Experts Try to Clear Up Confusion About Insurance Reforms
In presentation at Richard Stockton College, a lesson in the ACA and the shifting landscape of healthcare
The federal health insurance marketplace has had a stumbling start, but a senior federal health official and other healthcare experts are trying to make a case for why it will still provide benefits to meet a variety of healthcare needs.
Dr. Jaime Torres, regional administrator for the U.S. Department of Health and Human Services, yesterday told an audience of students and local residents at Richard Stockton College of New Jersey that the country was badly in need of the Affordable Care Act, the 2010 law intended to expand healthcare access and reduce growth in health costs.
College officials said the event -- attended by roughly 400 people – was aimed at providing clear information about the ACA.
Torres acknowledged that there have been problems enrolling in insurance through the marketplace website, healthcare.gov. He added that the site is “improving,” and noted that people can bypass the website and begin the application process by mail or by phone.
Torres said the ACA sought to address a variety of flaws in the U.S. healthcare system, including the existence of 50 million uninsured residents nationwide, high medical costs that frequently contribute to bankruptcy, and a lack of coordination and communication between healthcare providers.
“There was a huge health crisis,” he said.
He added that the law has already made an impact, although many of its key provisions don’t go into effect until January 1, 2014.
The law has allowed 3.1 million Americans under 26 years old to be covered by their parents’ insurance, Torres noted, and led to New Jersey insurers having to pay out $10 million to residents because the companies exceeded new federal limits on non-medical expenses.
It has also saved seniors an average of $706 on prescription drugs in 2012 through new discounts that drugmakers agreed to under the provisions of the law, Torres added.
Torres also said that an ACA provision funding Medicare accountable care organizations (ACOs) will increase coordination among healthcare providers. He said his father, who died from diabetes complications three years ago, was once prescribed a medication that could have killed him when the prescribing doctor should have known from other doctors that it would be harmful. Torres likened the healthcare system to the biblical Tower of Babel: “There isn’t enough coordination and communication.”
AtlantiCare Health Solutions Senior Vice President Steven Blumberg added that ACOs are designed to increase accountability, by making more of providers’ pay dependent on providing care efficiently and by tracking the health of the residents that the ACO provides care for. AtlantiCare, which operates hospitals in Atlantic City and Galloway, has formed a Medicare ACO that Blumberg leads.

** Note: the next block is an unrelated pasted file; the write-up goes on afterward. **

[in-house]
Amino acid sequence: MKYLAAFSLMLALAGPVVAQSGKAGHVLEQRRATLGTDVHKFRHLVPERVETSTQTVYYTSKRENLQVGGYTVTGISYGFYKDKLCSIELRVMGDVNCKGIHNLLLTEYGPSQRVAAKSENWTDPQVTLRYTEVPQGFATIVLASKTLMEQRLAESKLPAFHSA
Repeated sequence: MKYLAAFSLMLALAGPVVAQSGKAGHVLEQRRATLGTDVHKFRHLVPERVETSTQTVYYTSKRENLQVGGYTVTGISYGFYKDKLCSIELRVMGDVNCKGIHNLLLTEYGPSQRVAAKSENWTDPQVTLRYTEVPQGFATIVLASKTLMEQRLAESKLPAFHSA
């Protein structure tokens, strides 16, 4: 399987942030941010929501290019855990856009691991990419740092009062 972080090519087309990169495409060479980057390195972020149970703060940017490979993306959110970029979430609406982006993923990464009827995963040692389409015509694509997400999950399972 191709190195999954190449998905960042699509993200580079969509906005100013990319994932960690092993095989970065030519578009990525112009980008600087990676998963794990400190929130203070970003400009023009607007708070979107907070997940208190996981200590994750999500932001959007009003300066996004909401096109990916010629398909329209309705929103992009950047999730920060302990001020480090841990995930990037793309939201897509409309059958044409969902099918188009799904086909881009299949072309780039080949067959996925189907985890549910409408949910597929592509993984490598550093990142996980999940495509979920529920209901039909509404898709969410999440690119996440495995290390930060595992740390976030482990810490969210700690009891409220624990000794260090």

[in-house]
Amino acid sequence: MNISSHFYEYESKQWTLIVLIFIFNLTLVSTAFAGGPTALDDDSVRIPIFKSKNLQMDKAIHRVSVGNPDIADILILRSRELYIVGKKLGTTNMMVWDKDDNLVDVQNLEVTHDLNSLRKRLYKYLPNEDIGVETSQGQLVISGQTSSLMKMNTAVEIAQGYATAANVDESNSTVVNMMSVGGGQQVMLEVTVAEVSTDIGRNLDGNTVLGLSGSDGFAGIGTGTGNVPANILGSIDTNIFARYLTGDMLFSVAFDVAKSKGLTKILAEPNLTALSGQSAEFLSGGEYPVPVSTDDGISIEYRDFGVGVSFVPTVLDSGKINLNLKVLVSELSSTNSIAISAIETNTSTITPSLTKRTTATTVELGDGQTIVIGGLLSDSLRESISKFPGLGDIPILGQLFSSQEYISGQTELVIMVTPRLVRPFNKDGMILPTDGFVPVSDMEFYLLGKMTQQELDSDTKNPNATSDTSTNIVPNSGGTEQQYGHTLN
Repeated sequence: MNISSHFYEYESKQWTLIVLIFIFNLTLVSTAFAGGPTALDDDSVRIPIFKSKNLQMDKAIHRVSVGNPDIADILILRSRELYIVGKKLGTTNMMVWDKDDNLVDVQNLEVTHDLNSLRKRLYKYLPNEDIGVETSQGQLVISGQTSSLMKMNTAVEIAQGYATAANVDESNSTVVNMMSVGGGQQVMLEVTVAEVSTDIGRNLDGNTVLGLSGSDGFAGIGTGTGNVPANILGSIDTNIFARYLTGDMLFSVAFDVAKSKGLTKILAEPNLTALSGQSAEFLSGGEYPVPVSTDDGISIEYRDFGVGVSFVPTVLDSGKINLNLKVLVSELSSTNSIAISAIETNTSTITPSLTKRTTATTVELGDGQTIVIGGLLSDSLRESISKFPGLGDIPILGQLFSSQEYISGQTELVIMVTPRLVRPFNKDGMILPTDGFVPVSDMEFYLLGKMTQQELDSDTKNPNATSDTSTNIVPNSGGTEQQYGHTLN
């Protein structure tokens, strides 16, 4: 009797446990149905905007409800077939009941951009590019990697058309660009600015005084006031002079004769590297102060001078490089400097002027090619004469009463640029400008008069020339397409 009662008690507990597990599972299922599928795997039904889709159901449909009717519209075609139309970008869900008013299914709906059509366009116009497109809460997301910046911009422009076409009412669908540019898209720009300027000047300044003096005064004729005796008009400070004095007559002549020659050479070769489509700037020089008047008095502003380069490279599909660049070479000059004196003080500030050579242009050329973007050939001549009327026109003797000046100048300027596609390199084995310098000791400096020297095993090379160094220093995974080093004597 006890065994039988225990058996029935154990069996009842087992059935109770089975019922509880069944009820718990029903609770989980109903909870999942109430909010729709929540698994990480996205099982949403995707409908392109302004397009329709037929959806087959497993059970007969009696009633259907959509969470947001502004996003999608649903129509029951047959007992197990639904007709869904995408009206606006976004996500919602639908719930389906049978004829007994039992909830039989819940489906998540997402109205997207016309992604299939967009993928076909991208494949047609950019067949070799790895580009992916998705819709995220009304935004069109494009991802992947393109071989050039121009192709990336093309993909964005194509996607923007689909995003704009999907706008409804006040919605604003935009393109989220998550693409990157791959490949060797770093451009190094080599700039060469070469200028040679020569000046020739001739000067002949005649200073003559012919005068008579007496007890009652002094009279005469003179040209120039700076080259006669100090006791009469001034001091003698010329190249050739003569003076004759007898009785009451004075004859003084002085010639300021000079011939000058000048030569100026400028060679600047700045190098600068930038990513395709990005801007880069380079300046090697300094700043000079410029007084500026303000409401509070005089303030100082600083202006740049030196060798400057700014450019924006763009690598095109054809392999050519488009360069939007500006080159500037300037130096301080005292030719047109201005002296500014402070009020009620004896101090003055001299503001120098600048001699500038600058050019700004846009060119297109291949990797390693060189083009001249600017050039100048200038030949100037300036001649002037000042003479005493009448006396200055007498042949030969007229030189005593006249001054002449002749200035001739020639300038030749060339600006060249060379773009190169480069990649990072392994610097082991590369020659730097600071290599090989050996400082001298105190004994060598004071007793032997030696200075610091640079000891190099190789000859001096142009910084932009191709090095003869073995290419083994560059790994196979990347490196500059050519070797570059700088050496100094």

Sen. Jim Whelan (D-Atlantic), a member of the Senate Health, Human Services and Senior Citizens Committee, noted that the United States has the highest healthcare costs in the world, but that outcomes are worse than in other developed countries.
He said it was difficult for Congress to change the system, considering the amount that healthcare industries spend on lobbying.
“That’s part of why we have the most expensive and least efficient healthcare system in the developed world,” Whelan said.
In a point that resonated with college-age audience members, Justine Cesarano, state director of the nonprofit Enroll America, noted that many young people are insured by their parents due to the ACA.
Some of the audience questions reflected skepticism toward the law. In response to a question about whether the law was “socialist,” Cesarano said that people were already picking up the tab for health expenses of the uninsured. through charity care, which compensates hospitals for treating the uninsured.
Whelan added: “This can’t be a nation of free-for-all and anarchy … these were the same arguments used against Social Security” and child-labor laws.
Torres responded to a question about why it doesn’t make more sense to pay the annual penalty for violating the new federal health insurance mandate, rather than to pay for more expansive monthly insurance premiums. The penalty will be the greater of $95 or 1 percent of income in 2014, rising to the greater of $695 or 2.5 percent of income in 2016.
“It is a little bit shortsighted,” Torres said, noting that a three-day hospital stay averages $30,000. “The day you need it the most is the moment that you start having second thoughts” about not having insurance.
The audience drew many people who were unsure about the ACA’s details, as well as students required to attend the talk for their classes.
Egg Harbor Township resident Sondra Harper, a security guard at an Atlantic City casino, said she’s looking for insurance that provides better coverage than her current employer-provided plan. But she and her husband Alan Harper were apprehensive when looking at the potential premium costs, which were three to four times higher than her current monthly premium.
Eagleswood Township resident Joette Dodds, a vocational rehabilitation counselor, said she works with vision-impaired people who can have difficulty finding doctors who accept their current insurance. She is looking to refer them to the marketplace health plans, adding that the event was informative.
Other residents said the ACA wouldn’t benefit them.
Galloway Township resident Rich Darling, a truck driver, said he came to the event “to see how many dupes there are that follow this nonsense. It looks like there are a whole roomful.”
Darling goes without insurance, saying that his health plan is to “eat right, get enough sleep and get exercise.” He said he wouldn’t seek medical treatment: “I don’t get sick. I don’t have time for it and I don’t intend to. I don’t know why I’d get sick.”